Keeping Faith Alive Isn’t Always Easy…
For this Sunday’s Salon post, I am going to share the book that I just finished (it’s actually 11:30pm on Saturday night… but what’s a couple of hours?). I’ve been reading this book since Wednesday of this week, again on my comfy patio in the evenings while the kids are asleep. Thank goodness that school’s back in and they are going to bed by 9:30pm. In any event, let me share about my read this week.
This is a beautiful story… let’s just start with that. Jodi Picoult writes a #1 New York Times Bestseller, Keeping Faith, about a young girl, Faith, who comes to be in direct communication with God after her parents sudden divorce. I am guessing from the fact that I picked it up in paperback, and it’s been a best-seller, that many of you have read this book by now. But, my daughter picked it out for me in Costco. At $4.99, I had to say “yes.”
Ultimately, this is a story about a custody battle over Faith between Mariah and Colin. Mariah, Faith’s Mom, is a woman who is commences the story as an emotionally fragile woman. We watch Mariah’s strength, determination and fierce protection of her daughter grow through this novel all the way until the end. You can’t help to root for her and you definitely grow to hate her enemies. Millie, Mariah’s Mother, is my favorite character in this book and is literally resurrected by Faith after being pronounced dead for an hour. She’s just that kind of mother that we all wish we had and all would love. My least favorite character of the novel? Well, it’s definitely a tie between Colin, Faith’s Father (a cheater-cheater, pumpkin eater… in their own home, nonetheless), and Mr. Metz, his ridiculous attorney. I despise them both…. which is a good thing. Because if I can feel emotion while reading a book, it’s got me involved. And, Keeping Faith kept me there.
The main thread throughout the story is that Faith not only sees and communicates with God, but she is also a healer. When she is in the presence of, or touches, another person who is ill, they are healed to some degree. This, of course, gains national media attention, Rabbis, Catholic Priests, groupies, and those in need of healing. They hover and live outside Mariah & Faith’s house and Colin discovers his daughter’s plight via a television broadcast. Of course, by then he’s married the tramp who he cheated on his wife with and is now carrying his child (wedding in Vegas). Being the “man” that he is, he thinks he can take better care of Faith and protect her more than her mother. This ensues the custody battle, Mariah & Faith’s flight to Kansas City, and subsequent medical and legal issues.
For my taste, there were some parts of the novel that I feel could have moved in a bit of a faster pace. These would be the times in Kansas City and when Faith is re-hospitalized for another stigmata. In addition, I felt quite a bit of the story line was predictable (Colin’s cheating at the house and Mariah falling for Ian). I really enjoyed watching Mariah and Ian fall for each other. I also was glad to see the turn-around in Kenzie (the legal guardian at lit-em during the battle). Joan, the attorney, was a like-able character, as well. Overall, I found this to be an excellent book.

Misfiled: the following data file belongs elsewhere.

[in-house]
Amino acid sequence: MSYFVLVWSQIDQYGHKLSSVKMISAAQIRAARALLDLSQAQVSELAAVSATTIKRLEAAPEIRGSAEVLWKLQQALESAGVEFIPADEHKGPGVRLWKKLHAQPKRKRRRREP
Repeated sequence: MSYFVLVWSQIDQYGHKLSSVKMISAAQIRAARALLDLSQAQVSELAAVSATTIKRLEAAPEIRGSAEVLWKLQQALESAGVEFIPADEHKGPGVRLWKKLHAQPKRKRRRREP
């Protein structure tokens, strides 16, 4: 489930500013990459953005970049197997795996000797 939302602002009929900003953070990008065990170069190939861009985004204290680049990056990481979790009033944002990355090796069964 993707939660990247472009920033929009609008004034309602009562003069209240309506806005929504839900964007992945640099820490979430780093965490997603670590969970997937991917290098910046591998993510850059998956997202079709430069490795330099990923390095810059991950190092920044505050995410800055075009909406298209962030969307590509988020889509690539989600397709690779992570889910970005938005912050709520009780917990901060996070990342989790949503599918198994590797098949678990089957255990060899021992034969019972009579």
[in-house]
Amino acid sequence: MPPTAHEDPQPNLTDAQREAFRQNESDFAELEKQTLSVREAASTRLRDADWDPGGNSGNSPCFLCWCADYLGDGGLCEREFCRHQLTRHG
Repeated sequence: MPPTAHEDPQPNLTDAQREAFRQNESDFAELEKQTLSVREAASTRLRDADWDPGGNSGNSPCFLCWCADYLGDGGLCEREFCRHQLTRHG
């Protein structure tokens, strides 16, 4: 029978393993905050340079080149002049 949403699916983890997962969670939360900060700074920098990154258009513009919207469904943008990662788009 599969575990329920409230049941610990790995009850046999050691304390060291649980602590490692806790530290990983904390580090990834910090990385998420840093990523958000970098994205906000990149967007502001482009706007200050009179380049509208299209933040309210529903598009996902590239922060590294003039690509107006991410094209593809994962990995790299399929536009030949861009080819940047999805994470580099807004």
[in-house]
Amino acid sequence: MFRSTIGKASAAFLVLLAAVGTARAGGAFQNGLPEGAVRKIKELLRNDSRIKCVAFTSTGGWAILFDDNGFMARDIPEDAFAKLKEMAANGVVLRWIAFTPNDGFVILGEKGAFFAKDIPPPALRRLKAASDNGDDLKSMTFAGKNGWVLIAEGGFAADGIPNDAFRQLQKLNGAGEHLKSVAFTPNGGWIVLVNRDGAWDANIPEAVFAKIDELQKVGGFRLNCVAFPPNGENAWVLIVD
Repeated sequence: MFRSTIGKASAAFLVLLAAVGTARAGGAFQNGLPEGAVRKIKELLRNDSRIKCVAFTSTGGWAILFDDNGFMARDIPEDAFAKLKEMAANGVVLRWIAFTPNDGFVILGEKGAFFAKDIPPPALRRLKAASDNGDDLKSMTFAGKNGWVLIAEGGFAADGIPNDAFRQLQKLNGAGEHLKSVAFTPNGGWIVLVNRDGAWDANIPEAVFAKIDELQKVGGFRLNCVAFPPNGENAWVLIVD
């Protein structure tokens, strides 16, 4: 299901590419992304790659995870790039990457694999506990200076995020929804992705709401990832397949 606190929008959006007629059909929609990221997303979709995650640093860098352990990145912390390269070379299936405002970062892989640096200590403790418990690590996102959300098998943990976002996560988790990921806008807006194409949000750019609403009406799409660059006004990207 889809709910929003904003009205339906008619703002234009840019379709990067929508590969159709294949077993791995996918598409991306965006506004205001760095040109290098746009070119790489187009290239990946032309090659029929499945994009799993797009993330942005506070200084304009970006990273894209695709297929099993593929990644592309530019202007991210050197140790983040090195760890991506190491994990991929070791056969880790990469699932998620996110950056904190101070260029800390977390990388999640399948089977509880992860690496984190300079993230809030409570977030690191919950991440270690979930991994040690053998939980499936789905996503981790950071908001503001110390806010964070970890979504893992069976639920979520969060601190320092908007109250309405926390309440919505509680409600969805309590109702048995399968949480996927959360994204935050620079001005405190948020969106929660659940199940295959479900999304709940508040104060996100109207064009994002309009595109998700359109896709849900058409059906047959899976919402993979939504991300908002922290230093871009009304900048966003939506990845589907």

Observation: Poor Mariah, every time that woman takes a shower, something happens to Faith. It’s a wonder that she ever bathes again!
Favorite Quote of the Book is by Ian when speaking to the press after the much publicized trial is over:
“For years I’ve made a name for myself condemning God, and the people who believe in God. Trying to win people over to my side. I know y’all are waiting to hear what I have to say about Faith White, and you’re going to be disappointed. I told the truth to Mr. Metz on the witness stand-nothing happened in Kansas City. I’m not going to say whether that girl’s got God in her back pocket. I’m going to say that it isn’t my business, and it isn’t your business.
Quite a kick, isn’t it? That after building a whole bankable empire on atheism, I’d tell you religious beliefs area private affair? And I can see it right now, you shakin’ your heads, saying that reports can damn well make anything their business – but, it’s not so. There’s a difference between a fact and an opinion; any newsman knows that. And religion, for all that it’s provocative, isn’t about only what people believe in-it’s also about the simple act of believing. Just like I have a right to walk out here and say God is a farce, Faith White has a right to should out her bedroom window that God is alive and well. My opinion, versus her opinion. But nowhere in that tangle is there a pure, hard fact.
So who’s right? The answer is… I don’t know. And I shouldn’t care. My mama used to tell me you can’t change the way someone thinks about God or their politics, although I’ve certainly given both a run for my money. But, you know, I might wind up living next door to the pope one day. Or down the road from Faith. Or in the hotel room beside the Dalai Lama’s. And going from door to door trying to convince them I’m the one who’s right is going to be a waste of time. No, correction: It hasbeen a waste of time. We don’t have to accept each other’s beliefs… but we do have to accept each other’s right to believe them.”
So, on the A Novel Menagerie’s “Out of Ten Scale,” I’d give this one an 8.75… nearly a 9.
Buy this book at Amazon.Com.